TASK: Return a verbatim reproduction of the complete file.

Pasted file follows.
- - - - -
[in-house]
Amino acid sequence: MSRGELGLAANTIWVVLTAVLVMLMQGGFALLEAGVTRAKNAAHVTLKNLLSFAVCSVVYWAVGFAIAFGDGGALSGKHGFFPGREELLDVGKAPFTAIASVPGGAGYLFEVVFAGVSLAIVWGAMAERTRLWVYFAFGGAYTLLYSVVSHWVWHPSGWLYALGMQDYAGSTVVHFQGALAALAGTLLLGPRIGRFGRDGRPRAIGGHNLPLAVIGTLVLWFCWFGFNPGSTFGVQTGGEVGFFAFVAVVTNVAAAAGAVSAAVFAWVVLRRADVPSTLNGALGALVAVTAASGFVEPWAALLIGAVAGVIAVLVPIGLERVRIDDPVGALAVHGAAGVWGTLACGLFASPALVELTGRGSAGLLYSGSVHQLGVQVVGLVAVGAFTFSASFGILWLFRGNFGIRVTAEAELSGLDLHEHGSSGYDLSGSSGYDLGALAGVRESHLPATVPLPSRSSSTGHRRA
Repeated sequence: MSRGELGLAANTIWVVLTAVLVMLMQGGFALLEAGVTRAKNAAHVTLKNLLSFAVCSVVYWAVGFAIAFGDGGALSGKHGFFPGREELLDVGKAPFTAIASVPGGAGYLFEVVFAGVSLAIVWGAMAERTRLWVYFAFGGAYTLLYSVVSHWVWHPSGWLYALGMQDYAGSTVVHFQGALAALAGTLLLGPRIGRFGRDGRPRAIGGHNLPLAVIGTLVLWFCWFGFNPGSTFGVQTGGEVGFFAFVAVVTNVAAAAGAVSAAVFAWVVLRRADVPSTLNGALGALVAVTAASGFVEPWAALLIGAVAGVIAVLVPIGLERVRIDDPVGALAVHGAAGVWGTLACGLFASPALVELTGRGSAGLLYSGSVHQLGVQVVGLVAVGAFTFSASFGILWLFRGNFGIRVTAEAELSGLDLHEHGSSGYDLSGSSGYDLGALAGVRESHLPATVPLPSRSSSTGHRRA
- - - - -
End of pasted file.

[in-house]
Amino acid sequence: MSRGELGLAANTIWVVLTAVLVMLMQGGFALLEAGVTRAKNAAHVTLKNLLSFAVCSVVYWAVGFAIAFGDGGALSGKHGFFPGREELLDVGKAPFTAIASVPGGAGYLFEVVFAGVSLAIVWGAMAERTRLWVYFAFGGAYTLLYSVVSHWVWHPSGWLYALGMQDYAGSTVVHFQGALAALAGTLLLGPRIGRFGRDGRPRAIGGHNLPLAVIGTLVLWFCWFGFNPGSTFGVQTGGEVGFFAFVAVVTNVAAAAGAVSAAVFAWVVLRRADVPSTLNGALGALVAVTAASGFVEPWAALLIGAVAGVIAVLVPIGLERVRIDDPVGALAVHGAAGVWGTLACGLFASPALVELTGRGSAGLLYSGSVHQLGVQVVGLVAVGAFTFSASFGILWLFRGNFGIRVTAEAELSGLDLHEHGSSGYDLSGSSGYDLGALAGVRESHLPATVPLPSRSSSTGHRRA
Repeated sequence: MSRGELGLAANTIWVVLTAVLVMLMQGGFALLEAGVTRAKNAAHVTLKNLLSFAVCSVVYWAVGFAIAFGDGGALSGKHGFFPGREELLDVGKAPFTAIASVPGGAGYLFEVVFAGVSLAIVWGAMAERTRLWVYFAFGGAYTLLYSVVSHWVWHPSGWLYALGMQDYAGSTVVHFQGALAALAGTLLLGPRIGRFGRDGRPRAIGGHNLPLAVIGTLVLWFCWFGFNPGSTFGVQTGGEVGFFAFVAVVTNVAAAAGAVSAAVFAWVVLRRADVPSTLNGALGALVAVTAASGFVEPWAALLIGAVAGVIAVLVPIGLERVRIDDPVGALAVHGAAGVWGTLACGLFASPALVELTGRGSAGLLYSGSVHQLGVQVVGLVAVGAFTFSASFGILWLFRGNFGIRVTAEAELSGLDLHEHGSSGYDLSGSSGYDLGALAGVRESHLPATVPLPSRSSSTGHRRA